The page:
Of course, it does. There is a continuing close relationship between the past and the present. But many of our current political platforms are based on the distorted presentation of the past. The popular discourse continues to be impacted by the political propaganda and dubious historical interpretations. We need to distinguish between what politicians are saying about Indian history and what Indian history is all about.
Q So you are saying there are deliberate attempts to distort Indian history?
Yes. History has always been political. But the past few years, there has been an alarming rise in distortion and manipulation of history - whether it is an attempt to rewrite history texts at the school level or police university syllabi.
Q You have observed that Mahatma Gandhi and Jawaharlal Nehru helped create the myth of a non-violent ancient India while building an Independence movement on the principle of non-violence. Was this required?
There were several factors that led to the creation of this impression that non-violence is somehow deeply rooted in the Indian psyche. Both Gandhi and Nehru had an understanding of the diversity of Indian history. Gandhi was aware of the element of violence in texts such as the Mahabharat, but he considered the Bhagwad Gita a work about non-violence. Nehru spoke about how Indian history is marked by a great degree of social harmony. By choosing the Lion Capital that originally graced the Ashoka Pillar at Sarnath as the official emblem of independent India, both connected modern India with Ashoka and Buddhism. So at the time of national movement, it is not surprising Gandhi and Nehru were trying to emphasise values they thought were important for Indians of their own time and for future. I think, there is an emphasis on non-violence - what they were trying to do was to create a source of inspiration rather than a deliberate falsifying of India's past.
Q And this idea of non-violence, as you see it, is now being consciously and systematically challenged by a new politically inspired aggressive idea of Indian-ness, which is more in line with (Vinay Damodar) Savarkar's thought?
If you look at Savarkar's Six Glorious Epochs Of Indian History, you'll see he has no admiration for Ashoka. There is no emphasis on non-violence as a positive value in the entire discourse. He seems to think non-violence is a weakness in the face of foreign aggression. I am connecting all this with present-day Hindutva. There is aggressive Hindutva, an attempt to build an idea of aggressive Indian-ness. I don't see this as an answer; it is part of the problem.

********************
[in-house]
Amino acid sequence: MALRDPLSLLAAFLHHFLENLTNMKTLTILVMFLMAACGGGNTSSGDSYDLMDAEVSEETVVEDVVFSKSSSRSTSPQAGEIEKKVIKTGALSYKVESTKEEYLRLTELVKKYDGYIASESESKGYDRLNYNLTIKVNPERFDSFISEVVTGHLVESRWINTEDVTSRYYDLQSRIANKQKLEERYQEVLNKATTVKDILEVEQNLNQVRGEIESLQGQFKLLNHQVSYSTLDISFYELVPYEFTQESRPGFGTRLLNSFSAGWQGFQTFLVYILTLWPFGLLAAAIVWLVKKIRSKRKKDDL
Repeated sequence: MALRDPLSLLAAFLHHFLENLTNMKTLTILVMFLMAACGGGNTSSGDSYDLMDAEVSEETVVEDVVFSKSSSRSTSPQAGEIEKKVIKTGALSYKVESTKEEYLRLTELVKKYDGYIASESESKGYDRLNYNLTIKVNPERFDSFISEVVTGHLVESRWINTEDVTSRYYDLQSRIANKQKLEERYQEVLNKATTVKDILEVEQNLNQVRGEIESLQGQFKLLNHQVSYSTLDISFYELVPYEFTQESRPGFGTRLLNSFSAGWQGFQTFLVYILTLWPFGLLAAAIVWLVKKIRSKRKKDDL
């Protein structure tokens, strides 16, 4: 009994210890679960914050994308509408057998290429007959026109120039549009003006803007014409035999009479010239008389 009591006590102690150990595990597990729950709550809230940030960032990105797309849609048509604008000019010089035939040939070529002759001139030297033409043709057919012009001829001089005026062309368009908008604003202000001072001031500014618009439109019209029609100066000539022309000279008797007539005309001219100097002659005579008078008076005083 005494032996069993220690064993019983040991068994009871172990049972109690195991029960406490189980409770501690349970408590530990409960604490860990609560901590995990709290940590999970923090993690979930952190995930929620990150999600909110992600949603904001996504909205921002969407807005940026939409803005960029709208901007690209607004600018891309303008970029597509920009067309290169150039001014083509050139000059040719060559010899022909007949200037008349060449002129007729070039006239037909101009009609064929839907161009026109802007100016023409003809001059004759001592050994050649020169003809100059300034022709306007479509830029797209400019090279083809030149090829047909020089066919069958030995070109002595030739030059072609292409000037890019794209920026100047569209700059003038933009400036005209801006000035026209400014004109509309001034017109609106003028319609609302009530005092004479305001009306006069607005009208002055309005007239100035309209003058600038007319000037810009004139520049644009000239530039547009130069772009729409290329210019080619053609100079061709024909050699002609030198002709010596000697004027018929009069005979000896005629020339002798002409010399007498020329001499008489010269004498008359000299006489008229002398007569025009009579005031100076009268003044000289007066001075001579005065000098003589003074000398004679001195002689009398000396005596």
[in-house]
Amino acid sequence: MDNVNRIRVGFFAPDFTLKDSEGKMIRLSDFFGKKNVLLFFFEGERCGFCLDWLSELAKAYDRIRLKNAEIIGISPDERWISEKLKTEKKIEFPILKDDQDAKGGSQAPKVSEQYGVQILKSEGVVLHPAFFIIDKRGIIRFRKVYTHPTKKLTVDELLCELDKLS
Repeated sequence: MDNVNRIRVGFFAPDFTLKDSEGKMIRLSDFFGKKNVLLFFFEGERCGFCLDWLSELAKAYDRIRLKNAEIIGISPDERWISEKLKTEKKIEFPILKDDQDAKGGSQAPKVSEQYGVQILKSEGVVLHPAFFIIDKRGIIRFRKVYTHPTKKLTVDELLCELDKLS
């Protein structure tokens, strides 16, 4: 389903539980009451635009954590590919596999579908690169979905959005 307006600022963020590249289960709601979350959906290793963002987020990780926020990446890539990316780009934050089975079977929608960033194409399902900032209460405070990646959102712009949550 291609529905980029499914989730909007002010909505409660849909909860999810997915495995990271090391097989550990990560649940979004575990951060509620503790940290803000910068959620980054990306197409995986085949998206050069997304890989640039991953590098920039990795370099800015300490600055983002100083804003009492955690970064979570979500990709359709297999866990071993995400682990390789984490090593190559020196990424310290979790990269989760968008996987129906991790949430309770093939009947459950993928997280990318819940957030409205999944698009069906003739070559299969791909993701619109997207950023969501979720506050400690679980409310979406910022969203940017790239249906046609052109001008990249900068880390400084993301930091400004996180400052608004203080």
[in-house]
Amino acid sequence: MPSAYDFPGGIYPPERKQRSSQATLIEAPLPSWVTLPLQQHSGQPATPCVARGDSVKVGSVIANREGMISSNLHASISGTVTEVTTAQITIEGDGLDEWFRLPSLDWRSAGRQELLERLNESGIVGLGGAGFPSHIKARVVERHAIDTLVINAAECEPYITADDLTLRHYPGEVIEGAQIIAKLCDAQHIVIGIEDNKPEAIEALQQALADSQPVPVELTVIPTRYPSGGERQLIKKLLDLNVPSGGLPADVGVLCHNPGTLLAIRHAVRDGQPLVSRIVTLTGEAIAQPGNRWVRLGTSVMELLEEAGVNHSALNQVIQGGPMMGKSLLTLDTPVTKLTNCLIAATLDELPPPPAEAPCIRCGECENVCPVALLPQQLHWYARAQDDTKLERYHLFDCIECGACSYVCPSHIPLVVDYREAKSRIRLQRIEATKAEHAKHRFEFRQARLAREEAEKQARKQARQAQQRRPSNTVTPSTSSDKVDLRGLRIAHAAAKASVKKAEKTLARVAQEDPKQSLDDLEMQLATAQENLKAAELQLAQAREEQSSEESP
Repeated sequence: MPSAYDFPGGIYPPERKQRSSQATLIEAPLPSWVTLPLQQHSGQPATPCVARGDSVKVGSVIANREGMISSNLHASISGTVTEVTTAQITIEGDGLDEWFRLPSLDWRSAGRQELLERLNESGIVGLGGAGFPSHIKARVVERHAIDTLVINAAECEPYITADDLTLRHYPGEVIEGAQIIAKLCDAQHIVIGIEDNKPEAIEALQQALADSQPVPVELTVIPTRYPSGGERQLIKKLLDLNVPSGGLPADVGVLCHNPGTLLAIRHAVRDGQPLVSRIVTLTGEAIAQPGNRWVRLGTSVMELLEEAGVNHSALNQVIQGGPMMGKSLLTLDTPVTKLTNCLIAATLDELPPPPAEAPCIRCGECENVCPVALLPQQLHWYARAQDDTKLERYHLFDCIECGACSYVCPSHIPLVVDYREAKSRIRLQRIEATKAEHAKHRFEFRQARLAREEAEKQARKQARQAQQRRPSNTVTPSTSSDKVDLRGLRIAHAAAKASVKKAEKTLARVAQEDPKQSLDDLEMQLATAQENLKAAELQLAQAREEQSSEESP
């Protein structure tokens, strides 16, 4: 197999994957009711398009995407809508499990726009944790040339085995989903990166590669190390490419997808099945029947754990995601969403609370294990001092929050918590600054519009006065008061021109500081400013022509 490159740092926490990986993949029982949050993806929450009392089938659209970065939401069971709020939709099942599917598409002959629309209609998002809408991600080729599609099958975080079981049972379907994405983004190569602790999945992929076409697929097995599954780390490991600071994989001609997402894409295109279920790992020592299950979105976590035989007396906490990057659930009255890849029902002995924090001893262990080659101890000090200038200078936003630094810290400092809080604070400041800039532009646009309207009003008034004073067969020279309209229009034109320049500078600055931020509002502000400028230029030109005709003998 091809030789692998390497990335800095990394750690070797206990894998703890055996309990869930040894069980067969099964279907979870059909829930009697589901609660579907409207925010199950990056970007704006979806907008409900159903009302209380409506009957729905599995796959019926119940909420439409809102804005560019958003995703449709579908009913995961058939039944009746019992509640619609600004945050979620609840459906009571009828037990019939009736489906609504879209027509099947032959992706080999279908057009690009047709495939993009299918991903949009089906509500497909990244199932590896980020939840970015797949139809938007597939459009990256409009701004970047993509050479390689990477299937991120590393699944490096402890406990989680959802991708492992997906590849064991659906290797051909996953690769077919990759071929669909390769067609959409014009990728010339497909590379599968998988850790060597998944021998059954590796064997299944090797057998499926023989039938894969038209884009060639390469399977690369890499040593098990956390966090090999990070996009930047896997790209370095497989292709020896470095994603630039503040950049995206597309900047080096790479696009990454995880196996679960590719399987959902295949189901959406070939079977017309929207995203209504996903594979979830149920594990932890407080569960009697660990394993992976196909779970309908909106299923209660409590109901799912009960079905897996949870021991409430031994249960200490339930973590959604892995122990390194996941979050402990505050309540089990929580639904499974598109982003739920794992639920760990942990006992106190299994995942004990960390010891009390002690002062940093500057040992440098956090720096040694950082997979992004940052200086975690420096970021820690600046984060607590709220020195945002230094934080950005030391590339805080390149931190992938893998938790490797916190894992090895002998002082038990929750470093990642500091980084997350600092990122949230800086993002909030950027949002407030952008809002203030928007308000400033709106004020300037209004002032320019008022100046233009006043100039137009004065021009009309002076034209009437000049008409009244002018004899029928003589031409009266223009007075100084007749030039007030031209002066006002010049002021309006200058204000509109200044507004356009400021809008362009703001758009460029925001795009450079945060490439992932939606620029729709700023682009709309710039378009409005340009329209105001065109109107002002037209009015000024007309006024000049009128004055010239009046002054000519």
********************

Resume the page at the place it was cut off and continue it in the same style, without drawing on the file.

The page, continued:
Q Why is it important to admire or even know of King Ashoka?
Ashoka is an important historical figure to engage with in the atmosphere of potential communal violence that we live in. He was a Buddhist ruler living in a multi-religious empire. He laid emphasis on religious dialogue and how people of different religions should respect each other, which is relevant in our times.
Q You write that war is an important metaphor in Buddhism and Jainism. How do we connect this with the violence that Buddhist monks have unleashed in Myanmar and Sri Lanka?
If you look at the early history of Buddhism, there is an extreme emphasis on non-violence. No religion remains true to its original principles. When Buddhism becomes associated with the state, there is violence. Also, Buddhist texts talk about persecution of monks, but religious conflict was not rampant in the period I am talking about because no religion had succeeded in capturing the state.
Q There is an impression that Islam, which expands on the basis of proselytisation, is the harbinger of violence in India. What is your analysis?
My book illustrates a great deal of political violence in ancient times, even before Islam came in. It's not that violence made its appearance in India with the Turkish invasion.
Q And now BJP leaders are saying the Taj Mahal was built by "traitors".
All these controversies are based on chauvinistic ideas and Hindu-Muslim polarisation. For a historian, this increasing appropriation of his-tory and using history to fuel one's own political agenda is distressing. A lot of these controversies are about those who want to propagate the Hindutva way of Indian history. Historians have to find ways of effectively challenging these views.